Skip to comments.Enbridge moves up expansion of Texas line
Posted on 06/19/2012 10:31:52 AM PDT by thackney
Enbridge Inc. expects to complete an expansion of its newly reversed oil pipeline to Texas refineries by the end of this year, the company's in-coming chief executive said Monday.
That would be sooner than previous forecasts used by the company and its U.S. partner.
Enbridge and Enterprise Products Partners LP have been saying for months they would boost the capacity of the Seaway pipeline from the Cushing, Okla., storage hub to 400,000 barrels a day from 150,000 sometime in the first quarter of next year.
It is one of a number of pipe-line projects aimed at curing a bottleneck at the massive pipe-line hub, which is expected to reduce deep price discounts for oil that travels there from rapidly expanding U.S. and Canadian oilfields.
"We expect to bring another 250,000 barrels a day of capacity by the end of this year. But at some point, when we twin that Seaway line, we'll start to see a relaxing of this basis differential between Cushing and the Gulf Coast," Enbridge President Al Monaco said.
Monaco is slated to become CEO of the company, which moves the bulk of Canadian oil exports to the United States, this year.
Faster-than-expected growth in North American oil output means his company's other pipelines could be at full capacity as soon as 2016 despite a recently announced $3.2-bil-lion expansion of its system, he said.
The company expects to complete the expansion of its North American pipeline network in 2014, bulking up its 2 million bpd mainline, and tapping new refining markets in Quebec.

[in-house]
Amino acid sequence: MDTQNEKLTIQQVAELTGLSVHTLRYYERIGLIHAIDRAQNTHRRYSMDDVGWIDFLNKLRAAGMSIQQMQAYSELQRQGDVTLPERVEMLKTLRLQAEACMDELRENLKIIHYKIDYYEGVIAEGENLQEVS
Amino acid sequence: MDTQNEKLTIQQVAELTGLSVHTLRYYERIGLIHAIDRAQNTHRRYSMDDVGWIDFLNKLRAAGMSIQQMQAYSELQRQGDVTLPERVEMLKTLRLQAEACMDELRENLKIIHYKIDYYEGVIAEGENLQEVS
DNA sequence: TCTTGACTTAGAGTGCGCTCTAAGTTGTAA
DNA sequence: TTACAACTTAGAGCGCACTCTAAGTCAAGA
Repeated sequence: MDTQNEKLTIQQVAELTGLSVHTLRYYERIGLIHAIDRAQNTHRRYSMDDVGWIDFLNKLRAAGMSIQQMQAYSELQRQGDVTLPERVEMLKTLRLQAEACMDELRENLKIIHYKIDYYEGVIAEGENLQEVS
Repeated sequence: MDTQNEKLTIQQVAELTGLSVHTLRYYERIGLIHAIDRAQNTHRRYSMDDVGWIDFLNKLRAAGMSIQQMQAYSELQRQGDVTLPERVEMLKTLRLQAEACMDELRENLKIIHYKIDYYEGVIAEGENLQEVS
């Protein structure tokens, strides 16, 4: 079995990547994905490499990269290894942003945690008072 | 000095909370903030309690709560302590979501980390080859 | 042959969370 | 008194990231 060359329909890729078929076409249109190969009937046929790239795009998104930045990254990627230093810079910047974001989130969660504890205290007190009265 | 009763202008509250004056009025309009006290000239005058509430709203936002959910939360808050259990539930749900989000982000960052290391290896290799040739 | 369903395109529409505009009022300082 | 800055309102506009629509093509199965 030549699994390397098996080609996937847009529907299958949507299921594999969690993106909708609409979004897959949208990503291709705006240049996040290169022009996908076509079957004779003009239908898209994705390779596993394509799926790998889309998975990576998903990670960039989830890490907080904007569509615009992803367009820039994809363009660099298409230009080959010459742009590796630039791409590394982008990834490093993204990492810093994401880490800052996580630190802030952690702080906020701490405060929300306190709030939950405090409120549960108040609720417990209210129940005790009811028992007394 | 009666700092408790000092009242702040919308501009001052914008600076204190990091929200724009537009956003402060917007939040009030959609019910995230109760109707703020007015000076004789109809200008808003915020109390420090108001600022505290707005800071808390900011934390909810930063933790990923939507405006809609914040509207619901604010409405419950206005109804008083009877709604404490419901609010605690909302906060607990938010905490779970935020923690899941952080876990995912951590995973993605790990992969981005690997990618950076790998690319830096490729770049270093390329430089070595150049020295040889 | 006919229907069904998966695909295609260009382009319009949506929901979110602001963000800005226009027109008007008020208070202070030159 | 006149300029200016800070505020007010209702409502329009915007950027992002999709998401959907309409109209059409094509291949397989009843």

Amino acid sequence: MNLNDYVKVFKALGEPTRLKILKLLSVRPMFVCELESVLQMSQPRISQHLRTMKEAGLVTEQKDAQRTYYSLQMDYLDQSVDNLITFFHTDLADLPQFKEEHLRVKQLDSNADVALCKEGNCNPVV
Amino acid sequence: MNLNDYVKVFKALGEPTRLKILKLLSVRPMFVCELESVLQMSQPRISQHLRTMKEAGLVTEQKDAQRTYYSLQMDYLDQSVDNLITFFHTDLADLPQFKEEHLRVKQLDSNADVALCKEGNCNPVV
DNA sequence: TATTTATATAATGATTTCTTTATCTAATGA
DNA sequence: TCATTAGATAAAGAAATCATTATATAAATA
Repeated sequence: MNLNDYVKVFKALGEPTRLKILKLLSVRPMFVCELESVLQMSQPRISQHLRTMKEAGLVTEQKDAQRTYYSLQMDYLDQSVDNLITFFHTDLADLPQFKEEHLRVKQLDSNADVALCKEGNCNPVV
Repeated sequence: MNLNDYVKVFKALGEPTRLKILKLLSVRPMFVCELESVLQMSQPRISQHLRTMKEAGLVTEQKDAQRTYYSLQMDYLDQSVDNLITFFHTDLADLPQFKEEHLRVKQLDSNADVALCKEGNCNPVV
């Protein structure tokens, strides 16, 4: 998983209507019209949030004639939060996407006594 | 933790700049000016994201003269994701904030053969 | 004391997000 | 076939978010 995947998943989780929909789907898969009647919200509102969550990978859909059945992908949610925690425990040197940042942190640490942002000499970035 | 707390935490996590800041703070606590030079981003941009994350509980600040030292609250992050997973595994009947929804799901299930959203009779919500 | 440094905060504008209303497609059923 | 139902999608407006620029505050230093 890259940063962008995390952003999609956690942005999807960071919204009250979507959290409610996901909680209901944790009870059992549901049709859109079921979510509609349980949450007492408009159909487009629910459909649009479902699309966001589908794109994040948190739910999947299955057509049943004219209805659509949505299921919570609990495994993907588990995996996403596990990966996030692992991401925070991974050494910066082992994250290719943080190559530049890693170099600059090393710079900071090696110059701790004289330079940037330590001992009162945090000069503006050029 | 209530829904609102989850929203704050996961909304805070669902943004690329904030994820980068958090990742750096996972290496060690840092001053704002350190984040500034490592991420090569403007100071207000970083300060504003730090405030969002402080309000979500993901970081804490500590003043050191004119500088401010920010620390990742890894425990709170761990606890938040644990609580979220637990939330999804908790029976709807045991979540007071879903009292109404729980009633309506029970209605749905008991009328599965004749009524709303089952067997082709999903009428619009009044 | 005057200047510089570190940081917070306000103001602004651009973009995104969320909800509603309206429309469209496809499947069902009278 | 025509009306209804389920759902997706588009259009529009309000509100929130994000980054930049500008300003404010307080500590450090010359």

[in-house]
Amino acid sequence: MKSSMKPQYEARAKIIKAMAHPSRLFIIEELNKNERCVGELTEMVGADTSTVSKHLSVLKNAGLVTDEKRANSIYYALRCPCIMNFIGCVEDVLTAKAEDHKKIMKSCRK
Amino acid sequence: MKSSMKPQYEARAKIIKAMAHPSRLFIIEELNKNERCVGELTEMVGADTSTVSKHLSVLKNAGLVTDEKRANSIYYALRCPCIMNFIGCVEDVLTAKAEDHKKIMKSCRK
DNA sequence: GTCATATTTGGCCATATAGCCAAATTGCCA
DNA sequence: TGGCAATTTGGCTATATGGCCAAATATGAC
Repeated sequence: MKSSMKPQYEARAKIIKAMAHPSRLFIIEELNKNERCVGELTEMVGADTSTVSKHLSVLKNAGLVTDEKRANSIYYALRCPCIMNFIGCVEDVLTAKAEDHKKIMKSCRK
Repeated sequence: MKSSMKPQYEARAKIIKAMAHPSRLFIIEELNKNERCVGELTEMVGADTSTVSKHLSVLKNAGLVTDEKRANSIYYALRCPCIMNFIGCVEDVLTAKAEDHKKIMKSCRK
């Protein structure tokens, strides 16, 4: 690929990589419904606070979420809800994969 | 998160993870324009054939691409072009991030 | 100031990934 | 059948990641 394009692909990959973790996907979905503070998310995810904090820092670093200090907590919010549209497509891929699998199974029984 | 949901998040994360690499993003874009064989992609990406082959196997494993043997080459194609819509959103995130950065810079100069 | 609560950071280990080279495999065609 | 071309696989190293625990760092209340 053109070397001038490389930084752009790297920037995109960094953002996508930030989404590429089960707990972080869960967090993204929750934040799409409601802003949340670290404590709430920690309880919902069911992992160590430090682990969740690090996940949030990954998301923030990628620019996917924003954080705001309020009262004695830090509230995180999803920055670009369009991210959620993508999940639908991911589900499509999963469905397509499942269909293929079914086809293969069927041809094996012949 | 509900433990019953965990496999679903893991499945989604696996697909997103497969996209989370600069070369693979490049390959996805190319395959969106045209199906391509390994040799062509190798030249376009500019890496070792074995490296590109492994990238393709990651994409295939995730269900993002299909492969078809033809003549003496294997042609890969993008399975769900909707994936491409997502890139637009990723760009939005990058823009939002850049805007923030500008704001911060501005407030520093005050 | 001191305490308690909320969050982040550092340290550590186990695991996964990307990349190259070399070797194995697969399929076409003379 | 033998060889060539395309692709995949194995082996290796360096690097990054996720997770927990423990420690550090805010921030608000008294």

However, any relief for oil producers from the 2014 expansion could be short-lived as forecasts call for production from Canada alone to rise by more than half by the end of the decade.
That could choke the system once more if lines such as En-bridge's planned 525,000 bpd Northern Gateway pipeline to the Pacific Coast are not completed.
Enbridge is building Keystone backwards. They’ve probably calculated that the line’s biggest obstacle will be gone a few months from now.
The Keystone XL pipeline portion from Cushing, OK to the Gulf Coast was broken out into a separate project no longer requiring State Department (and therefore presidential) approval.
That project is moving forward as well as others to reduce the Cushing Bottleneck to refineries.
I wonder why Obama took credit for it, then. [Actually, I'm kidding.]
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